7.1 Redox Reactions
7.4 Electrochemical Cells
7.10 Battery Facts
There are two kinds of electrochemical cells - voltaic and electrolytic. Know the difference. I'll do my best here to get you to understand the difference.
So the Daniell Cell that was mentioned in section 7.01 is the classic electrochemical cell used as an example of an electrochemical reaction. Here are those reactions again.
|reduction||Cu2+(aq) + 2e–||→||Cu(s)|
|oxidation||Zn(s)||→||Zn2+(aq) + 2e–|
|net rxn||Cu2+(aq) + Zn(s)||→||Cu(s) + Zn2+(aq)|
Now we just need to split those reactions into two separate containers that will each contain a ½-reaction. We usually show this with two beakers - each with the appropriate solutions and electrode. The two containers are then linked via a salt bridge which is there to complete the circuit and maintain electroneutrality. Then you hook up your wiring to the electrodes and you've got an electrochemical cell. The wire can go to a voltmeter and show the voltage or you could hook it up to other things - maybe a light bulb if you have enough voltage and current. I've shown this cell below with the wire short circuiting the thing... the current flows directly unimpeded from the anode to the cathode here. A bit of a waste of energy but it DOES allow you to see how we "intercept" the electron transfer between copper(II) ions and zinc metal to get electric current.
I am also following a convention in that I'm putting the anode on the left side and the cathode on the right. Make sure you know the definitions of the two electrode here:
the electrode where oxidation takes place (an ox)
⊖ if voltaic
⊕ if electrolytic
the electrode where reduction take place (red cat)
⊕ if voltaic
⊖ if electrolytic
The Daniell cell happens to be a voltaic cell with a standard potential of +1.10 volts. Let's head to the next section to see how that works.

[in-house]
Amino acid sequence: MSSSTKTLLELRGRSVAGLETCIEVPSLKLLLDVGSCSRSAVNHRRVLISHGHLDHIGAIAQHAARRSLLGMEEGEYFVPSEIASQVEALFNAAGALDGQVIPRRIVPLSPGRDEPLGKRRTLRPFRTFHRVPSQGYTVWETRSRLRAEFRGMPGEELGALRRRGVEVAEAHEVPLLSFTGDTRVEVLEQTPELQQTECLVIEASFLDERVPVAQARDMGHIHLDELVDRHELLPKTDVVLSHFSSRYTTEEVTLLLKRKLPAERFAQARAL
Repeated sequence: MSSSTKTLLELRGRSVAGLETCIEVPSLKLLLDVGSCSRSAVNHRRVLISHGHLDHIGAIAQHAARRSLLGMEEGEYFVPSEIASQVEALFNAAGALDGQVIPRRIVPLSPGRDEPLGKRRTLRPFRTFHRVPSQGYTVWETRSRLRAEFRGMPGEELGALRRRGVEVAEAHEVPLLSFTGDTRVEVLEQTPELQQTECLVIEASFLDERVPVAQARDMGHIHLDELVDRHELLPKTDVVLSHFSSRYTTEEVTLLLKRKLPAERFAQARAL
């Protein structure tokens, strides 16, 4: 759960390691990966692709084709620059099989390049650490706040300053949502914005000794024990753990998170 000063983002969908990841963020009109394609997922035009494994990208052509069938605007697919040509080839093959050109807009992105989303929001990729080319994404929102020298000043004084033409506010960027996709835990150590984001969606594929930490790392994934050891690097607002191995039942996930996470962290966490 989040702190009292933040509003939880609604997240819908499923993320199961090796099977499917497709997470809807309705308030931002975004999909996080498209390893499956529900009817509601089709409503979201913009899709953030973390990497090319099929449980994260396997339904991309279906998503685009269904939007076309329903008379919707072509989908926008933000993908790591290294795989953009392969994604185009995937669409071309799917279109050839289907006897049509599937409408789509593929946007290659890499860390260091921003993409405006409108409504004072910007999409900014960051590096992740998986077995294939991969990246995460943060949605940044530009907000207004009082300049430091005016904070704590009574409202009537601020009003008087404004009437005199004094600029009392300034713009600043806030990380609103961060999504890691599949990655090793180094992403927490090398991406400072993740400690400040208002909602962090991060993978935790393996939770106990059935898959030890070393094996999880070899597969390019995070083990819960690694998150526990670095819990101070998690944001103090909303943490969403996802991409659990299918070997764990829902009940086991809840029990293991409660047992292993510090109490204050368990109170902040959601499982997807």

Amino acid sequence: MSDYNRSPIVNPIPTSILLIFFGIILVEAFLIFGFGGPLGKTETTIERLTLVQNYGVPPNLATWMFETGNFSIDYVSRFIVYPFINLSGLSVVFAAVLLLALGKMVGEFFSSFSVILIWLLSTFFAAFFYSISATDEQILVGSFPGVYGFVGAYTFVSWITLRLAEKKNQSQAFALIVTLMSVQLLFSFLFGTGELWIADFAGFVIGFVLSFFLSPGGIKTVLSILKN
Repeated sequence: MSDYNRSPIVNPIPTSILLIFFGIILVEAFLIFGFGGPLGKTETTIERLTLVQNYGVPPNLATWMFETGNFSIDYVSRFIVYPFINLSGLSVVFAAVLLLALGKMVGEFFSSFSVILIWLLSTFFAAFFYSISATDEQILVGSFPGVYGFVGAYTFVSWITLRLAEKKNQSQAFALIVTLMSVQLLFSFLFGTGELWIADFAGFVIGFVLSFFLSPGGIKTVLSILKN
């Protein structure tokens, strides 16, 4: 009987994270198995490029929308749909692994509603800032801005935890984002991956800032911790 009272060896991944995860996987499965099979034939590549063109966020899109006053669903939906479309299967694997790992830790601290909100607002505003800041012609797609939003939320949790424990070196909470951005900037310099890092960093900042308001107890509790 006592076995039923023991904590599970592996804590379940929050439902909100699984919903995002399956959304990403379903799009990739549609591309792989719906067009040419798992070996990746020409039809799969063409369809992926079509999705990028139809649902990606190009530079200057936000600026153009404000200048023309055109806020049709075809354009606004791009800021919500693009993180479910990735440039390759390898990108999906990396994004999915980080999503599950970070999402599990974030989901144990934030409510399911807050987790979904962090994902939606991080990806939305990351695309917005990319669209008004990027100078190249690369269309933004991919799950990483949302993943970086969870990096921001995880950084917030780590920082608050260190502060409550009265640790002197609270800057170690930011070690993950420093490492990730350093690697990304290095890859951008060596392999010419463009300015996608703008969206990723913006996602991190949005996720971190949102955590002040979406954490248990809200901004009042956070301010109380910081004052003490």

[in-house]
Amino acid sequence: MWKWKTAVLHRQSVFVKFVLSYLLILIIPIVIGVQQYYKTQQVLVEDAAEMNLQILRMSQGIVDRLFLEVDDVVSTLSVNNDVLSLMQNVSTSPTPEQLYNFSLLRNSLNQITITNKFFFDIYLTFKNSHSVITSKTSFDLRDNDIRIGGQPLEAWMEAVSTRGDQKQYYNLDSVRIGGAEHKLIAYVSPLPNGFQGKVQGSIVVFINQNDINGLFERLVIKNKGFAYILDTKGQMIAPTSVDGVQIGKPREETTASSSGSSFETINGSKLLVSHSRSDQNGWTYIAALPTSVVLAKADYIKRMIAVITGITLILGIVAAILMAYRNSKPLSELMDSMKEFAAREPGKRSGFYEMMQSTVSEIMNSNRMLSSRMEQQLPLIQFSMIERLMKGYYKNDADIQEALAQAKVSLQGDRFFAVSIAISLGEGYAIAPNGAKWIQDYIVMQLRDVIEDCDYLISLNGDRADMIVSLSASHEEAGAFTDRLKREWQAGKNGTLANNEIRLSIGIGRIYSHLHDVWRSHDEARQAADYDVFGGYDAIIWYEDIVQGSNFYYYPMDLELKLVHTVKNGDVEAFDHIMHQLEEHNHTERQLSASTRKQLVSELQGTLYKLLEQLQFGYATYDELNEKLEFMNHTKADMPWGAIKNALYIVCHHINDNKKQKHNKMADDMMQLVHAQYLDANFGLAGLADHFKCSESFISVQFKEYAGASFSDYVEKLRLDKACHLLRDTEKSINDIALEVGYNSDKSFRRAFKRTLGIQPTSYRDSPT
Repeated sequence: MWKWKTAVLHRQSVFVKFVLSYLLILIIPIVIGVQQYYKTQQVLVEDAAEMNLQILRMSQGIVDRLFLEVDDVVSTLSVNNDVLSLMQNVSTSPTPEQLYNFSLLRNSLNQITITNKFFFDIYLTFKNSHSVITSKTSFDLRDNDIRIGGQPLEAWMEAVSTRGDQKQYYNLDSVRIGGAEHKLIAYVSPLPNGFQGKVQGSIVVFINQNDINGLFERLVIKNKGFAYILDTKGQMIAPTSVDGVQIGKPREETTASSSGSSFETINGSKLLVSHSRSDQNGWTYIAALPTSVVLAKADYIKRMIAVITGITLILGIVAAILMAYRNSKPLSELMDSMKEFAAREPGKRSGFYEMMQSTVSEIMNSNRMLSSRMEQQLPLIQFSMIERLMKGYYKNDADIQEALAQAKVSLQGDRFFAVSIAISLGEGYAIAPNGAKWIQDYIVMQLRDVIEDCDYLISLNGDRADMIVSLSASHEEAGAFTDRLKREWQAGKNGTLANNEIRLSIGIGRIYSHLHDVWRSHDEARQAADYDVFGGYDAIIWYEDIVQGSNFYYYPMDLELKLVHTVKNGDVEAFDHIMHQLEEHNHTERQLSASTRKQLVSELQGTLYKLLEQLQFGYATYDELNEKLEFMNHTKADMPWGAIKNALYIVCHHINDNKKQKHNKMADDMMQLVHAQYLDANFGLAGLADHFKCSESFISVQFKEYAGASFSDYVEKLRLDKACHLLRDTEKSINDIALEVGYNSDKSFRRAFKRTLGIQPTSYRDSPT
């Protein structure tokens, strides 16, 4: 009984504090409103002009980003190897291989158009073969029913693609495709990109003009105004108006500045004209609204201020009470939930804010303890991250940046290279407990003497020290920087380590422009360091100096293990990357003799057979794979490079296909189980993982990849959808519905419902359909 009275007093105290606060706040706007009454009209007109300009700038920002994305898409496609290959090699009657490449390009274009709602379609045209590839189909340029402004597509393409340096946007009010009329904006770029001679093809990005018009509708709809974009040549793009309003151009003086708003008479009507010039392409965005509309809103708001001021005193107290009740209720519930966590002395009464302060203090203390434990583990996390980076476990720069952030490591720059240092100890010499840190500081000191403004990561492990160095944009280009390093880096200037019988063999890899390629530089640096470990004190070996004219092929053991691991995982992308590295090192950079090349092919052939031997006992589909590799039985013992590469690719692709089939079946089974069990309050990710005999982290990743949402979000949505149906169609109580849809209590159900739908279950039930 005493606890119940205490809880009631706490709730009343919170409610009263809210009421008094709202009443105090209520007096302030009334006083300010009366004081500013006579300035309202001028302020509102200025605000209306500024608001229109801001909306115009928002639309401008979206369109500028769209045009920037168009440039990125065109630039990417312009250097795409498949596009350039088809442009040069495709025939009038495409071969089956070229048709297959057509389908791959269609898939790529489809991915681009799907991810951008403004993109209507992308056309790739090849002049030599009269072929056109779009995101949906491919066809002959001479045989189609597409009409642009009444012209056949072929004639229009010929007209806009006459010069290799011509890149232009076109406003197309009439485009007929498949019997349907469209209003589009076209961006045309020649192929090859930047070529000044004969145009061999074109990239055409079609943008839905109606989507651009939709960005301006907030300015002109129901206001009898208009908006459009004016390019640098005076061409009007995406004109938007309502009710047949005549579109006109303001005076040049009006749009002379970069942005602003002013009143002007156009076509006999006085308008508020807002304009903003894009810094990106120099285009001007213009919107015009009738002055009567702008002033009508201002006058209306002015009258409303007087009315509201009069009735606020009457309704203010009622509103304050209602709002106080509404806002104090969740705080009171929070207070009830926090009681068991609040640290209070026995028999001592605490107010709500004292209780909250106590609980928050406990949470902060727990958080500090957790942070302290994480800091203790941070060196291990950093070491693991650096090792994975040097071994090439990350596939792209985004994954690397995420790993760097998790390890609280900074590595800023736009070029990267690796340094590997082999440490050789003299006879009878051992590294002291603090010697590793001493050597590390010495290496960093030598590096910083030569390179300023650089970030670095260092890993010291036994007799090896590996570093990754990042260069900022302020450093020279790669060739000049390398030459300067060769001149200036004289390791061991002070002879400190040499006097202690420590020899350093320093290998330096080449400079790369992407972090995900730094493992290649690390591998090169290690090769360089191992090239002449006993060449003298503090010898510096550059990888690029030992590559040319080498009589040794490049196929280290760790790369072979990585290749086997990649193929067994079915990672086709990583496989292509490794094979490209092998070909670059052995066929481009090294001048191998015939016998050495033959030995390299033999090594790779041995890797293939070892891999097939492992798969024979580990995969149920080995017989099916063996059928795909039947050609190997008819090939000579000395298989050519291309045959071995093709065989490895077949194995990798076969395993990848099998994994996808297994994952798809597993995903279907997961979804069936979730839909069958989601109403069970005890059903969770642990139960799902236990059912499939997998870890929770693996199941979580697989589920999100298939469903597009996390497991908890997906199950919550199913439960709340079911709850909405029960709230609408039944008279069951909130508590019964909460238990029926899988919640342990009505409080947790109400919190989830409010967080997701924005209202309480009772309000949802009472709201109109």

It gets a bit tedious drawing that picture of a cell up above. Once we have the basics of how an electrochemical cell works all we really need is the two half reactions that we are going to use to build it. This is where shorthand cell notation comes in. We still show dividing lines between the cell parts, but we do so in a nice inline manner so that we can easily depict a full cell on a single line. The Daniell cell above can be shown in shorthand notation like this.
Starting on the left and "reading" the cell notation across you start with the anode itself, Zn(s)... then the vertical line is a boundary for a phase change - here is means you are crossing over into the solution that the anode is in. Then you list all the necessary reactants and products to identify the half reaction. We only have to put zinc(II) down here because the half reaction is very simple - Zn oxidizes into Zn2+. Next up in the reading is double vertical bars which is shorthand for going into and then out of the salt bridge. You do not have to include what is in the salt bridge... just a double vertical bar. Now we are in the cathode solution where copper(II) ions are the "active ingredient" and that is all that is listed. Another vertical bar and we arrive at the cathode which in this case is copper metal. That is it! From start to finish and you can depict ANY cell this way. So to summarize in a very general way you have this.